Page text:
Well that was easy! Not only did the Release Candidate Refresh 2 of Windows Vista Service Pack 1 (SP1) install successfully, it installed much faster than the previous version attempted to. In fact the experience was quite pleasant. I loaded the DVD in, requested that it automatically reboot when necessary, and then it was off doing its magic. Just a little over an hour later — but still after three reboots — I had successfully installed Windows Vista SP1.
dozens of client inquiries on Windows Vista Service Pack 1 (SP1) I thought it might be an interesting learning experience
to install the Release Candidate Refresh on my desktop at home. Boy was I
right, but the first attempt wasn’t exactly successful or pleasant.
You see, my primary hard drive
recently kicked the bucket. So I had to replace it and reinstall Windows Vista.
Thankfully I backed up all of my content! But I was in such a rush to install
SP1 that when I loaded the DVD and accepted the 13 page license terms (which I
read thoroughly of course), my PC spent over two hours installing Stages 1
through 3 — rebooting three times in the process — only to inform me that the
Service Pack did not install; the machine reverted to its initial state. Uh oh,
did I not reactivate Windows Vista before attempting this?
It is astounding, and in the words of Societe Generale's chairman and chief executive, Daniel Bouton “unbelievable” that a person could single-handedly circumvent the security of France’s second largest bank to cause so much damage. This event brings to bear what security professionals have been saying for years – focus on the insider threat. Mr. Kerviel cost the bank $7.2 billion by making huge unauthorized trades that he hid for months by allegedly hacking into the computers of the bank and creating fraudulent transactions to hide his tracks. The combined trading positions he built up totaled some €50 billion, or $73 billion. While this level of exposure going unnoticed boggles the mind, none of it could have happened without a fundamental failure of information security controls.
Here are ten lessons for us security folks to pass on to our executive teams.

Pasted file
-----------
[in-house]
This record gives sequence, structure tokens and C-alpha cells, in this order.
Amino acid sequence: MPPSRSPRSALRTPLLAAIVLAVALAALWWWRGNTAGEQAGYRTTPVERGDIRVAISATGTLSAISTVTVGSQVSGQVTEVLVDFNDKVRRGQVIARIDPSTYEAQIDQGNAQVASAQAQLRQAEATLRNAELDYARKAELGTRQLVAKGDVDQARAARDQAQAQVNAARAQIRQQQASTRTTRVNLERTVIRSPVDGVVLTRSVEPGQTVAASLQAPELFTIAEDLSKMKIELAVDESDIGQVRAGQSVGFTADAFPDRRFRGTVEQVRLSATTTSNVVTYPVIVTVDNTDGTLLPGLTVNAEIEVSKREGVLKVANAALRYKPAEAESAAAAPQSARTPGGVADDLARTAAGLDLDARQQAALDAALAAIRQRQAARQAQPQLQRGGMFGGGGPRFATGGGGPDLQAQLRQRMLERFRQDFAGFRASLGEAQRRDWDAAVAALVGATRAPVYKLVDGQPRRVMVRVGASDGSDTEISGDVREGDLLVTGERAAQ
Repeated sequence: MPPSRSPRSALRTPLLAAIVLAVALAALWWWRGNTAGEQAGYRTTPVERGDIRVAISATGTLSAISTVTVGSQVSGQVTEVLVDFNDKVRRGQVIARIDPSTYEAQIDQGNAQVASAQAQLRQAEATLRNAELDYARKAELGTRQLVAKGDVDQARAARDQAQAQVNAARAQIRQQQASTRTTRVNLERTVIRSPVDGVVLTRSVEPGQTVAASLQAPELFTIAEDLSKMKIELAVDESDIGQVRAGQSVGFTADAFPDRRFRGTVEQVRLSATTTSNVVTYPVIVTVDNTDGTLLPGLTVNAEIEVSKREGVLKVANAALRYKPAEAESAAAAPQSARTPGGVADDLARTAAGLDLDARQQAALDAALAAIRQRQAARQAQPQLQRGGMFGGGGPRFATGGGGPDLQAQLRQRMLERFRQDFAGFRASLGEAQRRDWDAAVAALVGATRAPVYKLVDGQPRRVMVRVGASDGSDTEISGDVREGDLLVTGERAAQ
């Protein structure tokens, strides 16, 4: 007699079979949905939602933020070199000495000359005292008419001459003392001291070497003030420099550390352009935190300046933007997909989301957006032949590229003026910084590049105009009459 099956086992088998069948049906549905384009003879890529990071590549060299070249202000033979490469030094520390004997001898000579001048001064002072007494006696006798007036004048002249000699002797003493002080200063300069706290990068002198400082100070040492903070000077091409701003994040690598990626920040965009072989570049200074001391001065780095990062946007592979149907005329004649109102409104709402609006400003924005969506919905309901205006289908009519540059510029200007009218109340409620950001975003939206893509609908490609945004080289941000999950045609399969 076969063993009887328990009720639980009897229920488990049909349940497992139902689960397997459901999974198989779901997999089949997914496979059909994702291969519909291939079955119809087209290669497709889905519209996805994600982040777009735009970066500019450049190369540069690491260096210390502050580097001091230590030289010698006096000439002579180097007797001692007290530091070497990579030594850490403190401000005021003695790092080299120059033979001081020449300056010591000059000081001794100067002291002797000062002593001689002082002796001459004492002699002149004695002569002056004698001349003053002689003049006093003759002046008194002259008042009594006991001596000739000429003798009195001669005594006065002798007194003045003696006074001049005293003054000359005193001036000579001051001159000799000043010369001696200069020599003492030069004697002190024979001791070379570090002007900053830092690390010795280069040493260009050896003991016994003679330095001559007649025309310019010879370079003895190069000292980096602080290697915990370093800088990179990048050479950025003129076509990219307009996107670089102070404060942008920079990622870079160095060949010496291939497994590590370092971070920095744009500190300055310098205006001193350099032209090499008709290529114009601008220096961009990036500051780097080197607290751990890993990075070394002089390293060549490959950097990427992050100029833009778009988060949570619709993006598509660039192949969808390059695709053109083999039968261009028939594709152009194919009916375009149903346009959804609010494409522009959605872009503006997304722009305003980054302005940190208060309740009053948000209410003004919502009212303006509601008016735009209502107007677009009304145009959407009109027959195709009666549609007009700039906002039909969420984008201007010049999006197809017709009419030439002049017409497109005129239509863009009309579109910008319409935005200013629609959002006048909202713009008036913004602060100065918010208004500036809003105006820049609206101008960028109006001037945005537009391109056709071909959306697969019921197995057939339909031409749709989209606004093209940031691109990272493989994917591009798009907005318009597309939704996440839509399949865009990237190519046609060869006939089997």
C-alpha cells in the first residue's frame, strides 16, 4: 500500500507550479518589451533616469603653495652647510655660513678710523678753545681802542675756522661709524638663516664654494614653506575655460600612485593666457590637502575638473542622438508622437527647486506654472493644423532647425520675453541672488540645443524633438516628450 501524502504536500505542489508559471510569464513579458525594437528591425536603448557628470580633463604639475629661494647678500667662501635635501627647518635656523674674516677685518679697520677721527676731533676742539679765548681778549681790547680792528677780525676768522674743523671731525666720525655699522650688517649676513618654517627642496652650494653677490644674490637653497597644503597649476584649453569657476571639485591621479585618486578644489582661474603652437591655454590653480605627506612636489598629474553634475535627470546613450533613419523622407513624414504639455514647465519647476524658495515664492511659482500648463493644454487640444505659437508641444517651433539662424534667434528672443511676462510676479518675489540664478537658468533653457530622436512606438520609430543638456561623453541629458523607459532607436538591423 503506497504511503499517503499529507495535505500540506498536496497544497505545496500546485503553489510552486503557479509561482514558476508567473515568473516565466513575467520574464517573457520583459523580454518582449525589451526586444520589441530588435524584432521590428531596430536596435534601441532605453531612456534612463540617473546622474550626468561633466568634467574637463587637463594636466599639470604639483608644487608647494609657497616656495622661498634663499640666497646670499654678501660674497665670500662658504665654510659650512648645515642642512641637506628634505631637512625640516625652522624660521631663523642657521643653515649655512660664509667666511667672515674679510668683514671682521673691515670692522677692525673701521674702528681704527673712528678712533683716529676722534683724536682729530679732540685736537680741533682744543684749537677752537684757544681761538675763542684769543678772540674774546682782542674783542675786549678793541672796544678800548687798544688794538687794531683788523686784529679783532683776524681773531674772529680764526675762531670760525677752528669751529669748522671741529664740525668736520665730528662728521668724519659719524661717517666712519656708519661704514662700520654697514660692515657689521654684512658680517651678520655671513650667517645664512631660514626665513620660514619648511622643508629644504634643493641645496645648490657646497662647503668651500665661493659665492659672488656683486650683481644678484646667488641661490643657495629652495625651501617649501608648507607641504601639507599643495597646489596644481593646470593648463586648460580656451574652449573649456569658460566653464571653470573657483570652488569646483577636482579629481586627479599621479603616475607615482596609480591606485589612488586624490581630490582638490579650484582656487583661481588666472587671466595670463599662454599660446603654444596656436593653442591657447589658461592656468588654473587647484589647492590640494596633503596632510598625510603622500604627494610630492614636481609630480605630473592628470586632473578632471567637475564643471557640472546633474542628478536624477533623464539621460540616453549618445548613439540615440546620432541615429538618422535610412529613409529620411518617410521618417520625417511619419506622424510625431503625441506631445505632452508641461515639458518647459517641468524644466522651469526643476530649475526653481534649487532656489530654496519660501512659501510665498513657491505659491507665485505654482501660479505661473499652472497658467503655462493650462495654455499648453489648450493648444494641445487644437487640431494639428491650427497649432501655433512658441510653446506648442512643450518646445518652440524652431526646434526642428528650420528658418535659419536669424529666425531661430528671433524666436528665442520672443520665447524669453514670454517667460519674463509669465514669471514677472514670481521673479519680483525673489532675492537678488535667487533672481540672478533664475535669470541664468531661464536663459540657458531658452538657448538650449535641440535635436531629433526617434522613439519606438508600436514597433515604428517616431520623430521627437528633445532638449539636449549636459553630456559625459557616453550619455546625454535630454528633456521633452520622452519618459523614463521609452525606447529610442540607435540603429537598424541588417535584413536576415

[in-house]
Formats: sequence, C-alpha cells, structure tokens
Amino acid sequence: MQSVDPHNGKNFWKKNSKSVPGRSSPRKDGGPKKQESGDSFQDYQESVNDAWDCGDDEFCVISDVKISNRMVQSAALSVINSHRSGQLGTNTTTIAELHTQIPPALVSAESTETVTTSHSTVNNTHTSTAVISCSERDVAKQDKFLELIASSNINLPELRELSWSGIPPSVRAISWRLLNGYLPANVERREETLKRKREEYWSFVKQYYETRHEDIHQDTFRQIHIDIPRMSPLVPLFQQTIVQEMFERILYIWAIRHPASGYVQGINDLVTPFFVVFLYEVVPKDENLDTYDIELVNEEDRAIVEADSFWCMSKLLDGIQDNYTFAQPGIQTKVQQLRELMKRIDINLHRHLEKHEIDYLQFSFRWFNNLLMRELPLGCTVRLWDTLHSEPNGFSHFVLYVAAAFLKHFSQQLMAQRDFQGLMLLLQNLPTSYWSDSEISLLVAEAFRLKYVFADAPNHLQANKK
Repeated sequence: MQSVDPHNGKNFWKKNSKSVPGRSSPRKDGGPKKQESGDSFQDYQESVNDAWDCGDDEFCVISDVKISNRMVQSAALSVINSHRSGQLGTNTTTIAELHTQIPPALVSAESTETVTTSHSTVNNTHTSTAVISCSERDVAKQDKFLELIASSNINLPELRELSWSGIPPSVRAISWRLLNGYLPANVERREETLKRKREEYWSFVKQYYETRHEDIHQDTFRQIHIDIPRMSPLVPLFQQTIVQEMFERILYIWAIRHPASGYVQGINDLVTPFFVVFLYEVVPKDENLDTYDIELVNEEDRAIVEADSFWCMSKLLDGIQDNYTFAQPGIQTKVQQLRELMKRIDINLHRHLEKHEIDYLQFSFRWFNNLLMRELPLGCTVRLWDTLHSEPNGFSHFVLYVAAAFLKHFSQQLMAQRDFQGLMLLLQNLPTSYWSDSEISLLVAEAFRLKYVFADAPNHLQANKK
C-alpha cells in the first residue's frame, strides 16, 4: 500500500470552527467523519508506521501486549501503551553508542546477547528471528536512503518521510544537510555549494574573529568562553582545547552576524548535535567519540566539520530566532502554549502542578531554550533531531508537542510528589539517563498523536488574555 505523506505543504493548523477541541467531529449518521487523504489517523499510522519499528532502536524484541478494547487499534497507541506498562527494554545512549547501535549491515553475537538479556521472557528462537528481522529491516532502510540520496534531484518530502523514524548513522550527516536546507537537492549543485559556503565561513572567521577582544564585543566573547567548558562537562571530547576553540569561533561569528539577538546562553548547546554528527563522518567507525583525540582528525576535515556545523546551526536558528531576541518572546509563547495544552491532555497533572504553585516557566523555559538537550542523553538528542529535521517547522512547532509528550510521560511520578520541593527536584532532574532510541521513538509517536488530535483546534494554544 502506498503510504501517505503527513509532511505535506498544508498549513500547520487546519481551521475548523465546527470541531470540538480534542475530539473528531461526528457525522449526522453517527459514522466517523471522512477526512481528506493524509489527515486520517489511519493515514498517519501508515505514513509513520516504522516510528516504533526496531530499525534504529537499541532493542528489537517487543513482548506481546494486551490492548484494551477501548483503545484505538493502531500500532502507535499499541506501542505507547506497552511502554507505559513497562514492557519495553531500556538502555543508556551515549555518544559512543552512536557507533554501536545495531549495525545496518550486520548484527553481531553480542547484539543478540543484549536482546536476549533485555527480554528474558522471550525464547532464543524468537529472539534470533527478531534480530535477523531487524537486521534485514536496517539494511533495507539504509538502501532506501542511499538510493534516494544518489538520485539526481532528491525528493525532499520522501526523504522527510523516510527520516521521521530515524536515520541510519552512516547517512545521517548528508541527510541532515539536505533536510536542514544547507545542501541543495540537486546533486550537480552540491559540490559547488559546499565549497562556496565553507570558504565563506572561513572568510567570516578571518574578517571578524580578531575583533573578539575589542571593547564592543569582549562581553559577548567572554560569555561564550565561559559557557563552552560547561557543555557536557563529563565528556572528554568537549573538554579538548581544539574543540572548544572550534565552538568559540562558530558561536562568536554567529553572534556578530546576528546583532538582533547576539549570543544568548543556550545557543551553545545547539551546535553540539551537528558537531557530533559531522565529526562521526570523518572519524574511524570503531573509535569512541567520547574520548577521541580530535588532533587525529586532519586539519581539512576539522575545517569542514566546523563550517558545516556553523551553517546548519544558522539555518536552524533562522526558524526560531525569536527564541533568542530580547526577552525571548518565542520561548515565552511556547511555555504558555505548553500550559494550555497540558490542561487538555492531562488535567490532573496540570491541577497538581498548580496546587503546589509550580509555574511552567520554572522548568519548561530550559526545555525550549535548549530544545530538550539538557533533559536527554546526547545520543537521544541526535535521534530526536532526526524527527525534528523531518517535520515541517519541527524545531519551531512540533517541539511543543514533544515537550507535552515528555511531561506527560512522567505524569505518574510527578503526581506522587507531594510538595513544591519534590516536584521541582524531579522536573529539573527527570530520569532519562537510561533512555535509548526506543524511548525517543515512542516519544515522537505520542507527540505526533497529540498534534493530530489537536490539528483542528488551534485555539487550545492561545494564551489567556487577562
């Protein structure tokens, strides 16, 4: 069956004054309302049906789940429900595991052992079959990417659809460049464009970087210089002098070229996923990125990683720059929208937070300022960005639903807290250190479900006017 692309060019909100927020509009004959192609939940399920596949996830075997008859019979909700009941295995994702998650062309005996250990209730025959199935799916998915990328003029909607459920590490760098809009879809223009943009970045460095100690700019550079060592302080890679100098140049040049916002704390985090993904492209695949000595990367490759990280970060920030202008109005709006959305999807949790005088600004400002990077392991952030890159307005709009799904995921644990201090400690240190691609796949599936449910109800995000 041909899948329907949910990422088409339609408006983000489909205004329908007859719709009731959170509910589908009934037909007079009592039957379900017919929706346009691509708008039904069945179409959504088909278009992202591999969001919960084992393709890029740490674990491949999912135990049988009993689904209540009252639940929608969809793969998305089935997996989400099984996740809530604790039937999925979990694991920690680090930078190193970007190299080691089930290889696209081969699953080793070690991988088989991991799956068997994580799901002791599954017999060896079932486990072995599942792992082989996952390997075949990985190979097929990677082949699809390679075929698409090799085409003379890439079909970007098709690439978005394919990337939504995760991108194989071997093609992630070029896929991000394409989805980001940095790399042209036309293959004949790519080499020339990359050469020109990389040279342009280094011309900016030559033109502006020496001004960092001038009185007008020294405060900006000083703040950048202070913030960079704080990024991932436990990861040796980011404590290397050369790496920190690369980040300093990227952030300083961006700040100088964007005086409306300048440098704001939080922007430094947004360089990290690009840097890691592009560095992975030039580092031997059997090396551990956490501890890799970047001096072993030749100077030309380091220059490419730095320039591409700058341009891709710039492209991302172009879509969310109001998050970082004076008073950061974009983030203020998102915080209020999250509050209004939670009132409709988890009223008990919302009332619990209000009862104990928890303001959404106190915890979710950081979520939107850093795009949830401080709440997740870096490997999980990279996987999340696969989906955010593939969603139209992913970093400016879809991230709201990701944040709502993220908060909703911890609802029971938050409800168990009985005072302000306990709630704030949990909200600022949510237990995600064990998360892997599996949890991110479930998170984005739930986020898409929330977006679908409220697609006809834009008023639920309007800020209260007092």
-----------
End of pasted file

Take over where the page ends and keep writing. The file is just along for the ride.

Everyday, you are in the trenches building apps that the business needs to be successful. Our number one job at Forrester is to help make you better, faster and stronger. That means helping you understand best practices, tools, technologies, architectures, platforms and methodologies that are aligned with your success imperatives. But, it also means hypothesizing about the future of application development and especially what the future means to you.
This weekend I listened to a great panel discussion about virtual worlds and their impact on the future of work at the MetaverseU conference at Stanford University . The panelists were Byron Reeves, Co-Director of Stanford’s Human Sciences and Technology Advanced Research center, Christian Renaud, Chief Architect of Networked Virtual Environments for the Cisco Technology Center, and Reuben Steiger, CEO of virtual worlds agency Millions of Us. The key takeway from the panel: work is changing dramatically and virtual worlds have a potentially — though not inevitably — huge role to play.
At the MetaverseU conference at Stanford University this weekend, Ginsu Soon, VP of Business Affairs at Linden Lab, shared a framework for thinking about the future of virtual worlds. He said that in some ways it’s appropriate to draw an analogy between virtual worlds and the Web and in other ways it’s appropriate to draw an analogy between virtual worlds and the world in general. His main point — and it’s a good one — is don’t mix the two analogies.
Before the week is out, a few more thoughts inspired by various things I experienced at and around Forrester's Enterprise Architecture (EA) Forum last week in beautiful (but surprisingly chilly) Coronado, California.
What stuck with me was the presentation and demo by Kevin Lynch, CTO of Adobe. Though I was already quite familiar with Adobe’s Flex technology for rich Internet applications (RIA) technology, I liked the fact that Lynch presented Flex this time around as a business tool--in other words, as an interactive visualization technology for business intelligence (BI), business performance optimization, and event-rich analytics. All of which made perfect sense in a forum for enterprise architects.
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